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Movie shows times haven't changed much

By G. Michael Dobbs

Managing Editor

I took some time off last week and actually made it to a movie theater not once, but twice. I seldom get to go as often as I would like as my movie watching tends to be dominated by the DVDs I need to review.

My wife and I saw Walk the Line, the bio-pic on Johnny Cash and June Carter and it was outstanding.

The other film was also a depiction of real events, Good Night and Good Luck. The films tells the story of how in 1954 television journalist Edward R. Murrow stood up to Senator Joseph McCarthy who was leading a movement in this country that called everyone's beliefs and patriotism into question.

McCarthy believed that Communists had infiltrated a significant portion of American industry, business and government. He was not alone in his convictions and, in the wake of the revelation that the secrets of the atomic bomb had been given to the Soviet Union, many Americans also believed the country was in danger from an invisible enemy among us.

The problem with McCarthy's attack was that he didn't seem to have the facts to go along with his accusations. While he claimed there were hundreds of "card-carrying" Communists in the State Department, he didn't name names.

While there was no doubt there was Soviet espionage in this country, McCarthy never really rooted it out. He did do one thing that undoubtedly pleased the Soviet leadership at the time: he created a hysteria that divided and terrified this nation.

The film shows how Murrow, with this weekly news program See it Now, took on McCarthy and was able, by using film of the senator's own speeches and investigations, to show America how wrong he was.

George Clooney, who directed, co-wrote and co-starred in the film, re-created Murrow's broadcasts and used the actual McCarthy footage that Murrow had used. The result is the film has a documentary feel.

Clooney spends little time introducing Murrow and there isn't a tremendous amount of screen time spend on story elements outside of the broadcasts. The film has immediacy to it because of this treatment.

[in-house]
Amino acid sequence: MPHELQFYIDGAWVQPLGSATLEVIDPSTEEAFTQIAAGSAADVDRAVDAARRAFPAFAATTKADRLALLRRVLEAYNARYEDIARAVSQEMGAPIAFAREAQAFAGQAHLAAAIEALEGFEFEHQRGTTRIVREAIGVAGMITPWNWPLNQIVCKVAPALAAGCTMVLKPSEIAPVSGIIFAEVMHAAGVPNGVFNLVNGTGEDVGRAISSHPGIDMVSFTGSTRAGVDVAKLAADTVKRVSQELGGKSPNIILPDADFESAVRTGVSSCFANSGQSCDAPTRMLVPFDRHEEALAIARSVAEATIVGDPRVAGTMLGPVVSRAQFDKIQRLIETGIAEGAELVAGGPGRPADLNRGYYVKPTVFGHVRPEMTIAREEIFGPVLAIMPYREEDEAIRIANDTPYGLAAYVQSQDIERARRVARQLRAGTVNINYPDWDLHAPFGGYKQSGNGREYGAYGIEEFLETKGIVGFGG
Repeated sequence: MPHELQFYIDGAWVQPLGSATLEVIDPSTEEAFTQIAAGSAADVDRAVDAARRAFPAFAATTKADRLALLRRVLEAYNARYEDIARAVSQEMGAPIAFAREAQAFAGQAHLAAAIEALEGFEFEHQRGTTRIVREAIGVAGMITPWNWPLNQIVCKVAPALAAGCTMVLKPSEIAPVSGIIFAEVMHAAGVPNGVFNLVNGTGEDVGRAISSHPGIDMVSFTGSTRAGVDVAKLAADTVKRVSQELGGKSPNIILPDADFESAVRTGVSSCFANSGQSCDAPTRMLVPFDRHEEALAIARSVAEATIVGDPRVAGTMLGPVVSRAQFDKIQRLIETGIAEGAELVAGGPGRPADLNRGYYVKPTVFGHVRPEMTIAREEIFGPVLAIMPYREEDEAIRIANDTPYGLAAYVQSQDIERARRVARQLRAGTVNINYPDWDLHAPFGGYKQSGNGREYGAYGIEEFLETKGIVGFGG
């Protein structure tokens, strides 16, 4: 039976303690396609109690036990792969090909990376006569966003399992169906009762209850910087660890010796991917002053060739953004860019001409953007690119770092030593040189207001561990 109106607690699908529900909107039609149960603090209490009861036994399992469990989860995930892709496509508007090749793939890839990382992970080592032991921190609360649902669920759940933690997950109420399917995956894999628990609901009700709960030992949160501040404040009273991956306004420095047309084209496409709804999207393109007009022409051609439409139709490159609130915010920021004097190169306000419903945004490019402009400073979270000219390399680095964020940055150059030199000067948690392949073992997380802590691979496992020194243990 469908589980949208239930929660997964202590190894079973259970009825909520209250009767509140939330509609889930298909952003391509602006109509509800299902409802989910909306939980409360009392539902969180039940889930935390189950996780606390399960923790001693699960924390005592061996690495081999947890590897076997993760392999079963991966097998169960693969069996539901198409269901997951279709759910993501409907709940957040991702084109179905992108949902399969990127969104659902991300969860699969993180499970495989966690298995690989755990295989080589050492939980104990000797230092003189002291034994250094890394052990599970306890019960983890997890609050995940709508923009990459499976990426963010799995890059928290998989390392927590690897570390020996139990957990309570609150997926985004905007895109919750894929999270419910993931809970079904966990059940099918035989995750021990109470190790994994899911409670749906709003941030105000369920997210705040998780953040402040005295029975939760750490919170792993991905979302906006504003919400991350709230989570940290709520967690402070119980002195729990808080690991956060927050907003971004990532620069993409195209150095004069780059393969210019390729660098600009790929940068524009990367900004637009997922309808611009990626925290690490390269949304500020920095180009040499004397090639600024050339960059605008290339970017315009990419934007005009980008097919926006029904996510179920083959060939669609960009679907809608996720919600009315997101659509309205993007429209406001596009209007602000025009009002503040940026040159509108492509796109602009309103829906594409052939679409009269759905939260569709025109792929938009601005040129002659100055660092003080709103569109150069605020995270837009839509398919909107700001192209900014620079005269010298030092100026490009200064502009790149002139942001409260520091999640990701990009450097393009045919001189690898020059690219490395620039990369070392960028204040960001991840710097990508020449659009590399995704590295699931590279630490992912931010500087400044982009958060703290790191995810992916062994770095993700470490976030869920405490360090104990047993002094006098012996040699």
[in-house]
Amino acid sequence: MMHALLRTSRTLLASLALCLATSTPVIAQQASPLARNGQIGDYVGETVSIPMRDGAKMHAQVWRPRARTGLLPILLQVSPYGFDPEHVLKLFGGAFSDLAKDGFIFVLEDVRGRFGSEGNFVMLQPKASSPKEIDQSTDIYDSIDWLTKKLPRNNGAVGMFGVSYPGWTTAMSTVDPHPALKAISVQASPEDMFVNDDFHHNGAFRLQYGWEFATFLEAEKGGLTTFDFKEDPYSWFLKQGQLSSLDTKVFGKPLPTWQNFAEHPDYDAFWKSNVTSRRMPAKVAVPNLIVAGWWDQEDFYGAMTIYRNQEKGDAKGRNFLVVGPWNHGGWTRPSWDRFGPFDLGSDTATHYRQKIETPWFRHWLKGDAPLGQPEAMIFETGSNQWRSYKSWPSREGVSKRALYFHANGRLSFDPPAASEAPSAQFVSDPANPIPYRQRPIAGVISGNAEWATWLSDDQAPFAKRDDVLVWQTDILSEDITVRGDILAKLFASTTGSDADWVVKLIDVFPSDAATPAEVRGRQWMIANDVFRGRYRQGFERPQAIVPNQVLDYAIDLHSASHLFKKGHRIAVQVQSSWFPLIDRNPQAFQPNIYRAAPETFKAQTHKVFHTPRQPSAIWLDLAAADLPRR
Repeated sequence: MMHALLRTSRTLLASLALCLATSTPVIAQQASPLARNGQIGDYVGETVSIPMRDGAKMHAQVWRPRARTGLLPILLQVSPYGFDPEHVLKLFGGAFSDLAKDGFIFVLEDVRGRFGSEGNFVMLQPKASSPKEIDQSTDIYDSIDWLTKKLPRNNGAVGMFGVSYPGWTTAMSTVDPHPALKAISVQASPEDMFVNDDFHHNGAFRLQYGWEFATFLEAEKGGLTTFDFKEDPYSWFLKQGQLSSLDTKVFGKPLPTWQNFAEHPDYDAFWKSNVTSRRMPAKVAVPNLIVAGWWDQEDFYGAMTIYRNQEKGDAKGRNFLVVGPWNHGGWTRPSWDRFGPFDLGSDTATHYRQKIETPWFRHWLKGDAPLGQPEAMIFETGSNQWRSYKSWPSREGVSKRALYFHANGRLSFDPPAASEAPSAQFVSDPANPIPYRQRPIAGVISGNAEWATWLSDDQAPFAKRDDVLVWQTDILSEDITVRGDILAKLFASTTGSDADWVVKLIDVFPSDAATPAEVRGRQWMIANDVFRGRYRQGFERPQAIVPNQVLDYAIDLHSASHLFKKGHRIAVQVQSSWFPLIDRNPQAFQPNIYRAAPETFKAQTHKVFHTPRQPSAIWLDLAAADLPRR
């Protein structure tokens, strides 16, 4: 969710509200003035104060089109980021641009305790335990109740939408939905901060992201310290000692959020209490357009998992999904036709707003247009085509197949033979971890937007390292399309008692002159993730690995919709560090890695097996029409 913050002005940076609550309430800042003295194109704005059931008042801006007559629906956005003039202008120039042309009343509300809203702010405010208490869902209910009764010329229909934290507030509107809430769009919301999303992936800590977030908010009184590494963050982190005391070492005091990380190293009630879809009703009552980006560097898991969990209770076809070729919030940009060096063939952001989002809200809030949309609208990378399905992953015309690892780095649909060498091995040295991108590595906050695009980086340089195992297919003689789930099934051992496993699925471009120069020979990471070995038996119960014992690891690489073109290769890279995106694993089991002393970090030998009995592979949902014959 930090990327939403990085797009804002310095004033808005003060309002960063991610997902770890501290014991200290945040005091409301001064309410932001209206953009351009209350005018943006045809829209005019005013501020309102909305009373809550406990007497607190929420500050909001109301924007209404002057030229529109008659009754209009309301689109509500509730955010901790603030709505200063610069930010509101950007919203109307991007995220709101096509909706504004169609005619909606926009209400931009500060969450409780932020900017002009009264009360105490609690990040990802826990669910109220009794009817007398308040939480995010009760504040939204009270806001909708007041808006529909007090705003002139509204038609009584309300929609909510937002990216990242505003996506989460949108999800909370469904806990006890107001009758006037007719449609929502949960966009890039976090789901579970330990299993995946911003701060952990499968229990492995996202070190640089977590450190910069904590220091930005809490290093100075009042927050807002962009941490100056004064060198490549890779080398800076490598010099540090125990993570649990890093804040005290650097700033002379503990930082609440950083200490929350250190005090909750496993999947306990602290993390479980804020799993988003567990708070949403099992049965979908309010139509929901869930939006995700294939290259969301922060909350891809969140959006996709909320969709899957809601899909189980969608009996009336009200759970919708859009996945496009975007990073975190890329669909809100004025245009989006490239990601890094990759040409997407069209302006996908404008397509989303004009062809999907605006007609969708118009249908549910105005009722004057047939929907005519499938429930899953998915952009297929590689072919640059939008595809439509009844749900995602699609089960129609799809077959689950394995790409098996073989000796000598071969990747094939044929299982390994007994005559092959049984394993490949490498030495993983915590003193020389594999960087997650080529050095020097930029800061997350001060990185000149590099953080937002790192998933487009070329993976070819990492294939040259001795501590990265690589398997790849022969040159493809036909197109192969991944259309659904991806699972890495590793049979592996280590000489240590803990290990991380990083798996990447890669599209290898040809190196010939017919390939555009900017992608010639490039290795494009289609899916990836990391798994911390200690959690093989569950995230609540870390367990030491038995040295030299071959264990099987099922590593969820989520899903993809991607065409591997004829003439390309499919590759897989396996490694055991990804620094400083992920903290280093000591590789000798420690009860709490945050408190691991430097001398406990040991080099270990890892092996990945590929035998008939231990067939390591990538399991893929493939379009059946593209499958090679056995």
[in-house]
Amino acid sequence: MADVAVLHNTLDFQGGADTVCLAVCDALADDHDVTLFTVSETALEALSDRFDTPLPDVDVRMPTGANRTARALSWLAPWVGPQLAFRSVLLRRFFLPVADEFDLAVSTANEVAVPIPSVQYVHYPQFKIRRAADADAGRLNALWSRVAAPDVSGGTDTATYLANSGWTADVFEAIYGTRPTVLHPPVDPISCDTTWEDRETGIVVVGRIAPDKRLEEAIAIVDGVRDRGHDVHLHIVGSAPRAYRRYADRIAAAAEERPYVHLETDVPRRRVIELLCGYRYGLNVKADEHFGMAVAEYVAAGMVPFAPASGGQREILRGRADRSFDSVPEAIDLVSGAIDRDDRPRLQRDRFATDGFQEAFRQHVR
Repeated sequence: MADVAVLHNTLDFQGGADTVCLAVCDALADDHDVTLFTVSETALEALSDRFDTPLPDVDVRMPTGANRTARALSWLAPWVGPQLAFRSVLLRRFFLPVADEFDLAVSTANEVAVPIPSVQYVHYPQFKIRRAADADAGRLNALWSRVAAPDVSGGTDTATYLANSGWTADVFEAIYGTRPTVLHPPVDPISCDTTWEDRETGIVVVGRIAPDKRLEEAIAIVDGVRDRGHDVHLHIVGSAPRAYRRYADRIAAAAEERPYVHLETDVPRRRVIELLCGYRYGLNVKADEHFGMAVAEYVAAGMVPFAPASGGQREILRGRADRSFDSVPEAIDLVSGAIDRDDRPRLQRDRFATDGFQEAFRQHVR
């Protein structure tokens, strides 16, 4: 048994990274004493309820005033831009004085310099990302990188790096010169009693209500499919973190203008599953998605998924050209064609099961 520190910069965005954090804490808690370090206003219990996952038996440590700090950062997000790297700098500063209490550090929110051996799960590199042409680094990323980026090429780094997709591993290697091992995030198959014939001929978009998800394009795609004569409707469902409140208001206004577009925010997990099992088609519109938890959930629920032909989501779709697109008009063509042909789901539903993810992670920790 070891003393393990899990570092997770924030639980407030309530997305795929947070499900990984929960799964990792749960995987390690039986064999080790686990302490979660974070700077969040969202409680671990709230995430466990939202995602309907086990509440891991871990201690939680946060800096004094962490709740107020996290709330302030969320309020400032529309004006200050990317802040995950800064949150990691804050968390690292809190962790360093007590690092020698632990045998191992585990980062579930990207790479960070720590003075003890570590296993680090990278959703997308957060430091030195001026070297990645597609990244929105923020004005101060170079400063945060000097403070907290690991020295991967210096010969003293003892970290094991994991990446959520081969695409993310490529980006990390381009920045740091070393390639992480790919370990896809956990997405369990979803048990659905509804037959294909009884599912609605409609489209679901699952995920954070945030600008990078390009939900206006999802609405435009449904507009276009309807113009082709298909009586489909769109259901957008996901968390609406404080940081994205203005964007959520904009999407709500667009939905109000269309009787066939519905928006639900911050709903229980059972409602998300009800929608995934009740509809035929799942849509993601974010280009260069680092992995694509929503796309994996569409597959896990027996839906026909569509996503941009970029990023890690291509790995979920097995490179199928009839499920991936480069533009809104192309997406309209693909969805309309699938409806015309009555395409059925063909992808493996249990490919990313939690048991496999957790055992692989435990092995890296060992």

The director also condenses the aftermath of the McCarthy shows and perhaps does a slight disservice to CBS Chairman William Paley.

For people who weren't around at the time and for non-journalists, the film does little to establish Murrow's role in both radio and television journalism. This is the guy who transformed television news in the early 1950s from an announcer reading headlines from behind a desk to filmed reports from the scene of a story. This is the reporter who actually succeeded for a time in preserving the autonomy of the news department as a separate organization which answered to its own standards and its viewers.

There are people who say this film is little more than an attack on the Bush administration and its policies. I'm sure the case could be made that the timing of this film carries a political implication.

What Murrow did was to question the conventional wisdom that Commies are everywhere that was spread by McCarthy and others. Murrow demanded proof to back up those claims. All McCarthy wanted to give Murrow and his other critics was a new set of accusations about their patriotism.

With McCarthy, asking questions or expressing a dissenting viewpoint was either the act of a patsy or of a traitor. This sort of sounds familiar, doesn't it?

I wonder how Murrow would report on this administration. How would he look at the war on terror, the teetering economy or the response to Hurricane Katrina? Would he accept the speeches or the answers at press conferences as fact? Would he push his network to report longer and more in-depth on issues and save the fluff as he did for shows other than the nightly news broadcast?

Well, there are few television news operations that operate today as Murrow did over 50 years ago. Today, the shows have to be done as cheaply as possible to maximize profits, and contain elements that guarantee an audience sex, celebrity and crime.

If anything, Clooney's film should make us ask ourselves as audiences what we are willing to accept as news on television. Perhaps we should be asking for more.

Yes, these are my opinions alone. Want to learn more on Murrow? Read Bob Edwards's book Edward R. Murrow and the Birth of Broadcast Journalism. Send me your thoughts at or to 280 N. Main St. East Longmeadow, MA 01028.